I have forty-two cans of beans, ten cans of tuna, twenty-five mars bars, seven rolls of duct tape, five rolls of Bacofoil, twenty batteries for the torch and the wireless radio. In the special box I have three four litre water containers, two first aid kits, a penknife and a plastic bucket and forty-two toilet rolls. I worry that I don’t have any iodine tablets and my mother won’t let me pile mattresses and twenty bags of earth on the stairs, like the instructions recommended, but I’m pretty confident that when the siren sounds, I’ll manage to get my little sister, mum, dad and dog Sandy into my home-made nuclear bunker under the stairs just in time.
There is just one problem: Grandma. She just won’t take my warnings seriously. She says, ‘there’s no way I’m going in there and doing my business in a bucket.’ So I guess when the nukes fall we’ll just have to accept that Grandma is one of the millions who refused to prepare for the end. It makes me sad, thinking of her upstairs in her big chair before the blank TV, exposed to the gamma blast through the shattered windows. But it’s her choice. We can’t save everyone.
Plus there is one other big problem, my mother is really mad that I’ve dumped the hoover, the mops, brushes, rubber boots, and all the coats out of the under stairs closet. But I know she’ll thank me, when the heat blast hits, because our family will be the only one in this town to survive.
This is my inner mind, aged eleven. It’s 1979 and I did not know at this time that these actions would teach me how to live in a fantasy world and obsessively create fictions over many years.
Why did I build that bunker?
Well this began one day after my father – an eccentric man who was known as the local hippie – took me to see some illegally distributed films about nuclear war.
In the 1970s, in Great Britain, the government created a series of short public information films called ‘Protect and Survive’ along with matching ‘how to survive a nuclear war’ pamphlets. The films were supposed to be screened on the BBC in the event of an attack on Britain, just after the 6pm news each day.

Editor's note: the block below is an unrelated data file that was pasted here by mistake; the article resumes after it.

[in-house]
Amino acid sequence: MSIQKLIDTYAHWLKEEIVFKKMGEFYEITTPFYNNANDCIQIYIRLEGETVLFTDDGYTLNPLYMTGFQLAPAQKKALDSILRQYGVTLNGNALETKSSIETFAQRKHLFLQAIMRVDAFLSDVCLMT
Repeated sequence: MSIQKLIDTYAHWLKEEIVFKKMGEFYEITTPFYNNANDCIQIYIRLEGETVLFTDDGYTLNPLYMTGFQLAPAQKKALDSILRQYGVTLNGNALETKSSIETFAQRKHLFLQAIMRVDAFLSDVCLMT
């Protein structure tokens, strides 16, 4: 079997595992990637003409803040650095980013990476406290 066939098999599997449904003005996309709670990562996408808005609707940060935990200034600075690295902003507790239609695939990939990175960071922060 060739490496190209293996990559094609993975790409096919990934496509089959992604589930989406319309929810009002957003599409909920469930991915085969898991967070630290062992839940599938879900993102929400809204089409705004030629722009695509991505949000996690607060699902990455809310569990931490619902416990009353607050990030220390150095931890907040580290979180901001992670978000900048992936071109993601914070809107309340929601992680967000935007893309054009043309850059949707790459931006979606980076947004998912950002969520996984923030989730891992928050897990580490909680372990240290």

These four minute films were to teach the populace about what nuclear fallout is, how to make your home safe with white paint and duct tape or how to make a shelter out of a table or under the stairs, and they were deeply strange. The BBC in its wisdom thought that it would be best to use animation, and so they picked one of the top animators of the time, the maker of ‘Crystal Tips and Alasdair’, a TV show that was stylistically not a million miles away from Sesame Street. The result were surreal and doubly traumatizing.
How did I get to see them?
Well the BBC changed their mind about these films and decided to hide them away in an archive, and there they stayed until some employee stole them and snuck them out into the hands of the Campaign for Nuclear Disarmament (CND). CND were then a worldwide organization attempting to ‘Ban the Bomb’ and they proceeded to make 16mm copies of the stolen film and to tour them round local halls all over the UK, to secretly expose the horrors the Govt was hiding from us.
The Protect and Survive films that my dad took me to see, in that little town hall with its 16mm projector, scared me so much that I felt my limbs freeze. In clinical terms this state of fear is called ‘Tonic Immobility’. Rabbits get it when they stare at approaching car headlights.
Terrified to my core after seeing the cute apocalypse animations, I signed up to become a member Youth CND that very night, and started building my bunker under the stairs the next day. I didn’t know it but these films set off a chain of events that would lead me to writing a book of apocalyptic fiction forty years later.
Writing fiction is a strange art; I wouldn’t claim it’s cathartic as much as a necessary steam valve for those of us who walk about in a fantasy world anyway. And I wouldn’t say that novelists tend to have wonderful imaginations, as much as they tend to have obsessive and sometimes morbid ruminations on ‘what if’ scenarios. Or at least that’s the case with me.